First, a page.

Our undergraduate student research internship program consists of a 400 hour commitment over the course of twelve months during which time students are trained to work directly with our families and assist our psychologists throughout the assessment process. Their role includes guiding the family through room changes, directing the family as to what activity will come next, implementing experimental assessments and delivering instructions for those experiments, data entry, and participation in weekly seminar lectures regarding the theories and methods behind the studies that they help us collect data for. The seminar series reinforces the material typically learned in undergraduate research methods courses, and provides students with the opportunity to apply that knowledge and think critically about factors involved in running a research study. It allows for the opportunity to hear what questions are driving the current theories, and solidifies the reasoning behind the need for the data we are attempting to gather. Topics often include MRI in autism, using fMRI to understand language development, using Eye Tracking in infants, standardized assessments used in evaluating young children, considerations in bi-lingual assessment, the grieving process of parents who have with children special needs, gene expression, and brain development in autism.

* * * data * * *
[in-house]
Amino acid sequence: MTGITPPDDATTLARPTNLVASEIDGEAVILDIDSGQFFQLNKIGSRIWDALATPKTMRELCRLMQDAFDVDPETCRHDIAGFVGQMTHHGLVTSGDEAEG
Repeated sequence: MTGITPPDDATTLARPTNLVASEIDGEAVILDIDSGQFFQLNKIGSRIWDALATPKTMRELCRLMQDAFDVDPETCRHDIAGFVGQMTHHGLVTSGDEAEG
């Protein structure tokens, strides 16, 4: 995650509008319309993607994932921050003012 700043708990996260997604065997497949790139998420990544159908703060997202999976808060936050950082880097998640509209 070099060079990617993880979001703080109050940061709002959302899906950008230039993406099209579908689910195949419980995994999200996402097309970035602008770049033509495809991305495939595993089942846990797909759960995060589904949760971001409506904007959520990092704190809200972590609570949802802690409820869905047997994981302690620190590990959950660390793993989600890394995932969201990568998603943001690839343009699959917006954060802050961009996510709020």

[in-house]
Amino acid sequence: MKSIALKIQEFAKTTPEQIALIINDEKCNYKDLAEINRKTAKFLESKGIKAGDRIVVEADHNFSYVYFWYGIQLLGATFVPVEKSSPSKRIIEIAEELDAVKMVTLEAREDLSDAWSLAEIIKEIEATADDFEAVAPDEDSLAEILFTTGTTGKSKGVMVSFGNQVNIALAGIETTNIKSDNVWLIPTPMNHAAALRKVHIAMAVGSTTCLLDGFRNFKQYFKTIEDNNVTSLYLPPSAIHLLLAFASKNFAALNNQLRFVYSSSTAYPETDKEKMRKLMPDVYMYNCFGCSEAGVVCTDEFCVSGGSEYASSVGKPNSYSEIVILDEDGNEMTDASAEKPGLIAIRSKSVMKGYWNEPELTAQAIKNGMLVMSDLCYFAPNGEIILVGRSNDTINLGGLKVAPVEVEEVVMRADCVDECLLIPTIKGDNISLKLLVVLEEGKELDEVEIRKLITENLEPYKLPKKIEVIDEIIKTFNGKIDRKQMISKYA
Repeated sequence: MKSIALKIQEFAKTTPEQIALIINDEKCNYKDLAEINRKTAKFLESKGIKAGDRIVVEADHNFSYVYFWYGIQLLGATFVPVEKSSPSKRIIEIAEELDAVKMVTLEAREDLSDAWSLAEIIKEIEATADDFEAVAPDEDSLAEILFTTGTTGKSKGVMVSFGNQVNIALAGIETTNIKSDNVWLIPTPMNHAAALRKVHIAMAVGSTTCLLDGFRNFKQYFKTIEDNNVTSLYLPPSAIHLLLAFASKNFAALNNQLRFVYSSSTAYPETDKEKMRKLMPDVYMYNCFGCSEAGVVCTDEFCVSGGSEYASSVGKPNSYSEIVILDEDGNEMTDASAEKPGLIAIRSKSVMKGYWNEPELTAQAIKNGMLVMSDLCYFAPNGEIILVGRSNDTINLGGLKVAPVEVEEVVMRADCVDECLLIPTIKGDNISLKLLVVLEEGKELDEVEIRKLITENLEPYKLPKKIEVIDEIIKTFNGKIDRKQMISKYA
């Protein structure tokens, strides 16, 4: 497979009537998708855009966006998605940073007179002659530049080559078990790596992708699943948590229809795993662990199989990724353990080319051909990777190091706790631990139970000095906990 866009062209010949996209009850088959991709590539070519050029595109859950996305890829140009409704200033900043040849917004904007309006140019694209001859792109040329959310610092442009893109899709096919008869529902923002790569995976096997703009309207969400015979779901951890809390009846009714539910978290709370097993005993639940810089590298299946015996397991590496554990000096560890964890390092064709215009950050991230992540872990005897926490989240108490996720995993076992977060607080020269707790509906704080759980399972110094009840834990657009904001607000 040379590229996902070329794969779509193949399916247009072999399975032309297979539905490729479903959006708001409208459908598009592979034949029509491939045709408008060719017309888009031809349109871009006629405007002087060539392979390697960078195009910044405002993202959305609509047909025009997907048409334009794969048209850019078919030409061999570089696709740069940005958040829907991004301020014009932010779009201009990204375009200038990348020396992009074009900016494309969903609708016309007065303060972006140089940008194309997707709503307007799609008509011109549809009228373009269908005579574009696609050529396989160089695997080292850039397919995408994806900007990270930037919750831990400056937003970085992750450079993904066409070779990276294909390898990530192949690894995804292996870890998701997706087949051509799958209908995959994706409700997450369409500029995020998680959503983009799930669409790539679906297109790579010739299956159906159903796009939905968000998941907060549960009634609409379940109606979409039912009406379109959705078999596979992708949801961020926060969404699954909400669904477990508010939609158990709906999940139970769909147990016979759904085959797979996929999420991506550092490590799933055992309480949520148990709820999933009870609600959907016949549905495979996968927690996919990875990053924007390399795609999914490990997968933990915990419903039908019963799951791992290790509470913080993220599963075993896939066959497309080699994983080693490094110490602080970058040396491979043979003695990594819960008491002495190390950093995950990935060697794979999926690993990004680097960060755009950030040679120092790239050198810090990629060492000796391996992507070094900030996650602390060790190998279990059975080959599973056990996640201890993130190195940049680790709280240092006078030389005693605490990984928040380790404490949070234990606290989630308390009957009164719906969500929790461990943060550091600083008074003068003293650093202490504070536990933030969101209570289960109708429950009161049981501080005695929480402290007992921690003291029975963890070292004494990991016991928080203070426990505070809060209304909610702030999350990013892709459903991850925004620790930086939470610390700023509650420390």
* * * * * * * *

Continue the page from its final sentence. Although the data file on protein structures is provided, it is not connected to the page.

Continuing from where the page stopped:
These lectures combined with the direct observation of a wide range of developmental abilities experienced in the clinic formulate an exceptional learning experience for our students interested in child development, neuroscience, cognitive science, human development, psychology, speech and other relevant disciplines. The program consists of three increasing levels of responsibility. In the initial phase, new students are paired with experienced students during a period of directly supervised training. During the second phase, students are encouraged to become more independent and to begin thinking more critically and scientifically about their own observations and curiosities. In the final phase, the now experienced student “teaches” all that he or she has learned to new incoming students as a trainer, and then the cycle repeats. This model follows the “Learn, Do, Teach” approach to learning that is a popular model for learning. Many program graduates have gone on to distinguished Master’s, PhD, and MD programs, or have begun careers as ABA therapists.